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    Co-living gathers momentum in Europe

    Social forces are driving more young professionals in Europe and the UK to embrace co-living, and it is also strengthening the investment case for these assets

    The pandemic, skyrocketing house prices and a desirable style of living are reshaping what young professionals seek from their living arrangements. But for gen Zs, in particular, the prospect of leaving university and moving into a house in multiple occupation (HMO) is, like, so last year. Enter co-living.

    Co-living takes the idea of shared living spaces to a new level. While a prior generation of renters may have shared kitchens, bathrooms and utility rooms with their housemates, co-living seeks to promote community and convenience with on-site gyms, service staff and the prospect of connecting with a like-minded community.

    What emerged as a response to an affordability crisis in Asian tech hubs is now seeping into the western market, with both investors and potential residents eyeing up attractive opportunities from this new way of living.

    Young, employed, lonely

    Global investment in co-living developments increased threefold each year between 2015 and 2019, according to JLL, but the pandemic “amplified” the motivations for western consumers to be drawn further to co-living, says Richard Stonehouse, head of residential investment at commercial real estate services firm Avison Young.

    The allure of urban locations runs parallel to issues of loneliness and affordability for young professionals. Meanwhile, the premium end of the build-to-rent (BTR) market is demonstrating the “ambitious rental levels” that the millennial demographic tenants are willing to pay for a quality home with excellent service, amenities and community, adds Stonehouse.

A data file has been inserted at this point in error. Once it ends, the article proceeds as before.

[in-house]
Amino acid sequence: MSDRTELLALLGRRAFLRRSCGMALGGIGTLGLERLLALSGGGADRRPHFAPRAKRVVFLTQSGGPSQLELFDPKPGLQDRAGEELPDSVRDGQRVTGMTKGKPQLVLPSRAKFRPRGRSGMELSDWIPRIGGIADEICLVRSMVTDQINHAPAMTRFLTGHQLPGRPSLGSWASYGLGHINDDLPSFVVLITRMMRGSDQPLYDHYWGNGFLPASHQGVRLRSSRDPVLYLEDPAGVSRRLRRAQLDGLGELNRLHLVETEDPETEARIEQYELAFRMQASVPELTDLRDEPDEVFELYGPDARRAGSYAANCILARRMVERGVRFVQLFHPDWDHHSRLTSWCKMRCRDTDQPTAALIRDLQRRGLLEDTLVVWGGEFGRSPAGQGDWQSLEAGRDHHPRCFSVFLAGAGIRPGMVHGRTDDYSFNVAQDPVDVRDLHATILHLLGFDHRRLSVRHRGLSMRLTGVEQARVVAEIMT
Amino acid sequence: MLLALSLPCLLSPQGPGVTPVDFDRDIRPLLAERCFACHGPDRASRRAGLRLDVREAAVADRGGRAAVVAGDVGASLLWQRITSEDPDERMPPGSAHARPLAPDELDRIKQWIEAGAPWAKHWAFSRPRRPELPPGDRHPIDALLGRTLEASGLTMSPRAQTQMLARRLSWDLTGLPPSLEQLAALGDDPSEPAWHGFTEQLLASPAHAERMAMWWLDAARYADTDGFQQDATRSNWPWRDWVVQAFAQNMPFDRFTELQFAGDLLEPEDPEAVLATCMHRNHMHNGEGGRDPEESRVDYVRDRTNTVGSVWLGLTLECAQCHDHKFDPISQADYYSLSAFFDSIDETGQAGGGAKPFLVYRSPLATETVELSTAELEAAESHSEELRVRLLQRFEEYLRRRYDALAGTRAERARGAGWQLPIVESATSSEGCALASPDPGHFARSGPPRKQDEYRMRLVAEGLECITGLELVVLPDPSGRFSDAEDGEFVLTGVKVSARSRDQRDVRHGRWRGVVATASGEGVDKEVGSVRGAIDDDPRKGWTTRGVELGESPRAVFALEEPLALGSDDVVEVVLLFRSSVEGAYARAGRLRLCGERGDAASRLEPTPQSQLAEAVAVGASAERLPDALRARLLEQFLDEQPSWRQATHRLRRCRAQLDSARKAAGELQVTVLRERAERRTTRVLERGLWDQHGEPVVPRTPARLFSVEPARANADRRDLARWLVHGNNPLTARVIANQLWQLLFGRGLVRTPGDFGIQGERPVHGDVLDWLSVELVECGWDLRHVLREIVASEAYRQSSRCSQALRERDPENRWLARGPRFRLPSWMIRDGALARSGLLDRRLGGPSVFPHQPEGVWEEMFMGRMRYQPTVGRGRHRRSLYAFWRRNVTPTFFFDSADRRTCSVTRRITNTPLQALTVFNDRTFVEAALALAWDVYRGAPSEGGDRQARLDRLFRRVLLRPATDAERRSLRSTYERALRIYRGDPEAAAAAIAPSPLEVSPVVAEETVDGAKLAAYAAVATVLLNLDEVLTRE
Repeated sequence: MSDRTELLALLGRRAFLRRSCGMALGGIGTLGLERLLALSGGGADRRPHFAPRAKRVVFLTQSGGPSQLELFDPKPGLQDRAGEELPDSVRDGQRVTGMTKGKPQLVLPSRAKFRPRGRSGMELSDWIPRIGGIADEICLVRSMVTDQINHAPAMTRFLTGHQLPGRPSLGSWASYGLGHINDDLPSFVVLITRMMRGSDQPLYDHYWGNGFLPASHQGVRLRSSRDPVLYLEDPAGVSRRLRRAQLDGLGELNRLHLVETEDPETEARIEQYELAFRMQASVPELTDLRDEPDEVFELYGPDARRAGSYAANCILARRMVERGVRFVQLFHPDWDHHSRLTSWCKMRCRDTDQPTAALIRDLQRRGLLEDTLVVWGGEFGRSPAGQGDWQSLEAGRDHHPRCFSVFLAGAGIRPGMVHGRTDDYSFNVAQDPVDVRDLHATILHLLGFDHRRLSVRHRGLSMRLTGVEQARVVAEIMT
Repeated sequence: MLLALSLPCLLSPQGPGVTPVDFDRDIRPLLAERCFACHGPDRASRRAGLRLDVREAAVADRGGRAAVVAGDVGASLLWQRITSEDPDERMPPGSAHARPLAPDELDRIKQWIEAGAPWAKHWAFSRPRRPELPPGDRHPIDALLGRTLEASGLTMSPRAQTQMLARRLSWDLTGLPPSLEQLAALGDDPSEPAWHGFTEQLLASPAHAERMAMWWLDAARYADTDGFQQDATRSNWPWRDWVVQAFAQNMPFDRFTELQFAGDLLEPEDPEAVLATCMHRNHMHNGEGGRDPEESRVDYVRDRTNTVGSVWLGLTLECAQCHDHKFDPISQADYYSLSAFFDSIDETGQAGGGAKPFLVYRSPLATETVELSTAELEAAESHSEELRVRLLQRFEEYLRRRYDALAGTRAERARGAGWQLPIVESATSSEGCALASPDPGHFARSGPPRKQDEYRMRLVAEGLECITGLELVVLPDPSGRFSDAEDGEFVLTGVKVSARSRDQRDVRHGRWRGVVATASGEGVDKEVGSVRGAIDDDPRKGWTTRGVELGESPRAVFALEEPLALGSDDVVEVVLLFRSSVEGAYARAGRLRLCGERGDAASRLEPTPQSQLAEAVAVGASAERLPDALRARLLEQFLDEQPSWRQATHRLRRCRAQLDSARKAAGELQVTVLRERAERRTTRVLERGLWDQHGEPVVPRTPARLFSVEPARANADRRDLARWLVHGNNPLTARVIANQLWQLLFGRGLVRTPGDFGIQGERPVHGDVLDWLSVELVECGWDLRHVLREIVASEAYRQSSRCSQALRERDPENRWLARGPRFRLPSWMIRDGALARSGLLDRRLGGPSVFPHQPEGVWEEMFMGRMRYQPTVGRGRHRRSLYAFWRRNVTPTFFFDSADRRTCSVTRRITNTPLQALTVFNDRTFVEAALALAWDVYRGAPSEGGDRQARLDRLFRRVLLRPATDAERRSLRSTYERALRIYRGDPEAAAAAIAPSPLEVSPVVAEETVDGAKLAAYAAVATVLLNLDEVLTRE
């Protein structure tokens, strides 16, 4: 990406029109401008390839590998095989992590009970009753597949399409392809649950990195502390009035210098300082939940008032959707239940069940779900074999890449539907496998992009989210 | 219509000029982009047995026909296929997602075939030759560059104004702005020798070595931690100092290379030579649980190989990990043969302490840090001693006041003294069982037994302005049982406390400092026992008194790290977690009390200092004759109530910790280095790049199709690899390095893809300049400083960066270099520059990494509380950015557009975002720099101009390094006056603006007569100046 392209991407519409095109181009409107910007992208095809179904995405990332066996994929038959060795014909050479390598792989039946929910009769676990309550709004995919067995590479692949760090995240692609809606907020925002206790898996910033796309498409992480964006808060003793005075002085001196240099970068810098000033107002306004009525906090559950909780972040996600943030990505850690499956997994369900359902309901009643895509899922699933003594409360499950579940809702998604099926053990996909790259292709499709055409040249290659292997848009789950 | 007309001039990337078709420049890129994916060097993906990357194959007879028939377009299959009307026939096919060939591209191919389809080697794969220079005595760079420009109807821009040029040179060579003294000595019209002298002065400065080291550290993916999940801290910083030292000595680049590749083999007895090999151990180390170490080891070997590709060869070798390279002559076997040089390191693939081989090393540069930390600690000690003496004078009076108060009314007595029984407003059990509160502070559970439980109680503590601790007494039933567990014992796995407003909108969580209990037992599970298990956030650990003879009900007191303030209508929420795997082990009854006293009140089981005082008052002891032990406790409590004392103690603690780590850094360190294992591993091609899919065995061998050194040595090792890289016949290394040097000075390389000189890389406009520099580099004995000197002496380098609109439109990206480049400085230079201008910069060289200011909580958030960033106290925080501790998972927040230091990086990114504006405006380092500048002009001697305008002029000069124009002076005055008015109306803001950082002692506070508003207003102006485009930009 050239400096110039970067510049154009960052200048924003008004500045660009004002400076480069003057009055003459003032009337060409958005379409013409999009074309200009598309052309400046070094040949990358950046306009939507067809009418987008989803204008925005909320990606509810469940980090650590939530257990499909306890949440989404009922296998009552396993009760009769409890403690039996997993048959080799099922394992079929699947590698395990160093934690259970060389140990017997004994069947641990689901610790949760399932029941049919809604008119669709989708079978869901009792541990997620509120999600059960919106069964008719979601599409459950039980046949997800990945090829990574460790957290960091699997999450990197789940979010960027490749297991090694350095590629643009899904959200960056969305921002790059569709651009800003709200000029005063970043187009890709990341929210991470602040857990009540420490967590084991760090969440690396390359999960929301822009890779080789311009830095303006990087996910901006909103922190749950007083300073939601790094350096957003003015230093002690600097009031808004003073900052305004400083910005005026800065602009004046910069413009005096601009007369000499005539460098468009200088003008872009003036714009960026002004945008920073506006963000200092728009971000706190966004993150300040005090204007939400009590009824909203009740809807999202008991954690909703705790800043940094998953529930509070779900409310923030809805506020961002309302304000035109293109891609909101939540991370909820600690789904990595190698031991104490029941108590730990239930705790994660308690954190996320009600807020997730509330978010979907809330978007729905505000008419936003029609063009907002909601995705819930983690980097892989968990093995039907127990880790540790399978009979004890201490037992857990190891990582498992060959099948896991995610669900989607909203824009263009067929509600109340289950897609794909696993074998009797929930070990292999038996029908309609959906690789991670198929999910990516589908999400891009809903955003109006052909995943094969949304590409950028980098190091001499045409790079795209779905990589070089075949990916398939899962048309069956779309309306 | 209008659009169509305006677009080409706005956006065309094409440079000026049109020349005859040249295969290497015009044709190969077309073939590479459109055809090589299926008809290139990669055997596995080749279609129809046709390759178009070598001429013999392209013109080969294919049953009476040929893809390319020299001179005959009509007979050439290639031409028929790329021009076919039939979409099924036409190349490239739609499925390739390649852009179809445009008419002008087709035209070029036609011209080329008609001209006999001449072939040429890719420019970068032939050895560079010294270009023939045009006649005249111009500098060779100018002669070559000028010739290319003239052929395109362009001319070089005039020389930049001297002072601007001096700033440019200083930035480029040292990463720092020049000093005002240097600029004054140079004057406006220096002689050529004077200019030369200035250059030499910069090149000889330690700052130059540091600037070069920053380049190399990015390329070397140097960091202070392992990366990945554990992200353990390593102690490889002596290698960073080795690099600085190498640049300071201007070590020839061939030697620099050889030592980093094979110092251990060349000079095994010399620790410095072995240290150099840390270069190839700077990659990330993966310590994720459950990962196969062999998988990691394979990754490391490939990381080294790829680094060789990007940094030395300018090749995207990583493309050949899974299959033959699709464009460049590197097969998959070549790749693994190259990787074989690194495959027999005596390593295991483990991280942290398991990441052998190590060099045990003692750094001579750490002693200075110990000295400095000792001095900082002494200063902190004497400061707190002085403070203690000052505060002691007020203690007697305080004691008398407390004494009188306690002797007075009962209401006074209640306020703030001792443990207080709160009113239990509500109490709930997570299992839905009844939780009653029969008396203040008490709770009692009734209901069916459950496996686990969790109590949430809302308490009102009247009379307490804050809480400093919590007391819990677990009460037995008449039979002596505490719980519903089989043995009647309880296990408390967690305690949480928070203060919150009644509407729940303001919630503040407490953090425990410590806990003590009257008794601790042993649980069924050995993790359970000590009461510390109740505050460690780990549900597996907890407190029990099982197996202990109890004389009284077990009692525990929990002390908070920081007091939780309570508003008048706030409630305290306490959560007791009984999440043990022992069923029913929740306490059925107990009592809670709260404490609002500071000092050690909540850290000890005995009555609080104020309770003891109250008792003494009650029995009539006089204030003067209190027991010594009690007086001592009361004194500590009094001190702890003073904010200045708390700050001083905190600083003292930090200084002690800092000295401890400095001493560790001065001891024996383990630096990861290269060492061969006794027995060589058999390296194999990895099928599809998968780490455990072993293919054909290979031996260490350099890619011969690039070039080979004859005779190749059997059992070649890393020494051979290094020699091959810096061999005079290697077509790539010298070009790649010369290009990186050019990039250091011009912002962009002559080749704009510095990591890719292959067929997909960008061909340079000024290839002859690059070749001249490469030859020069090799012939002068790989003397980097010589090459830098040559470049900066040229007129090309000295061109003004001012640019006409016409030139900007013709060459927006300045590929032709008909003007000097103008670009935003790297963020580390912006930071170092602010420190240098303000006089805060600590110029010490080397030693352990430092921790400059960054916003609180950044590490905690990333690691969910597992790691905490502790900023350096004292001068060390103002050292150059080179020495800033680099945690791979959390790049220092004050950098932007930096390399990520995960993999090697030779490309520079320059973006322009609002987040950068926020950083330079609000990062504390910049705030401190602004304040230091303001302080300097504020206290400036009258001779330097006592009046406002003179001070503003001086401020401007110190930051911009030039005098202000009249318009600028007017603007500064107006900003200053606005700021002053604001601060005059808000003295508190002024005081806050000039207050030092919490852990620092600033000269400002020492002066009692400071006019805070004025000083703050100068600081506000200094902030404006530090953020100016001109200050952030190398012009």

“The co-living market focuses on these qualities while appealing to a broad, aspirational and transient demographic that may be unable to pay the levels [these BTR] schemes are achieving,” he says.

    Similarly, Ben Pile, manager Barings’ head of residential investing and asset management, Europe, says that “affordable, good-quality alternative accommodation” is emerging in cities where “living is expensive and will become increasingly so as the cost of living crisis hits everybody.”

    In London – a city that retains 47 percent of its graduates and attracts one in four of all other graduates in the UK, according to CBRE – the co-living boom is already maturing.

    “Areas with significant higher education establishments with strong retention rates and high levels of inward migration and low unemployment are likely to be where co-living works best”

    Richard Stonehouse
    Avison Young

    Co-living on the continent

    The Co-Liv Fund, launched as a joint venture between co-living provider The Collective and DTZ Investors in 2019, became the UK’s first dedicated co-living fund and has a target gross asset value of £1 billion ($1.23 billion; €1.17 billion).

    Elsewhere in Europe, the same economic and social drivers are creating similar investment opportunities. In April, Barings announced its entrance into the Italian residential BTR market with the acquisition of a development opportunity in northern Milan, complete with co-living offerings.

    “The residential market in Italy has been very small historically by western standards, but increasingly that’s changing,” Pile says. “Traditionally, people have bought in Italy, but house prices have got to a level where there’s a certain level of unaffordability, and increasingly people are turning to the rental market as an alternative because they can’t afford to buy where they want to live.”